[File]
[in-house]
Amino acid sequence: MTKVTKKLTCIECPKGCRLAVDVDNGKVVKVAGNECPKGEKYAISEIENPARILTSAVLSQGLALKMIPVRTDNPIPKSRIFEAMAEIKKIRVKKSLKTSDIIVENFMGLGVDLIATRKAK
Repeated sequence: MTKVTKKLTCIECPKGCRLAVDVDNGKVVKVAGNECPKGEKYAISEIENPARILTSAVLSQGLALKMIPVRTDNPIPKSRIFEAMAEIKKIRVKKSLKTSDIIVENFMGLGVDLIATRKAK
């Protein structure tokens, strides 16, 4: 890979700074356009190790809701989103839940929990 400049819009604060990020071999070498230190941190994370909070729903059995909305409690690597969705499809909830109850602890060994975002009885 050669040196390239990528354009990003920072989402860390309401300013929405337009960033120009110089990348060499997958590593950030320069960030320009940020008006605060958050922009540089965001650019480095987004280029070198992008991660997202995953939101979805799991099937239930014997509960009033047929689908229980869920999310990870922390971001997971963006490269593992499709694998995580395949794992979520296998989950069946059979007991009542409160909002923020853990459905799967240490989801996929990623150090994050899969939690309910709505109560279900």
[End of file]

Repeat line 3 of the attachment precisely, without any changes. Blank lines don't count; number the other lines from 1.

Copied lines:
Repeated sequence: MTKVTKKLTCIECPKGCRLAVDVDNGKVVKVAGNECPKGEKYAISEIENPARILTSAVLSQGLALKMIPVRTDNPIPKSRIFEAMAEIKKIRVKKSLKTSDIIVENFMGLGVDLIATRKAK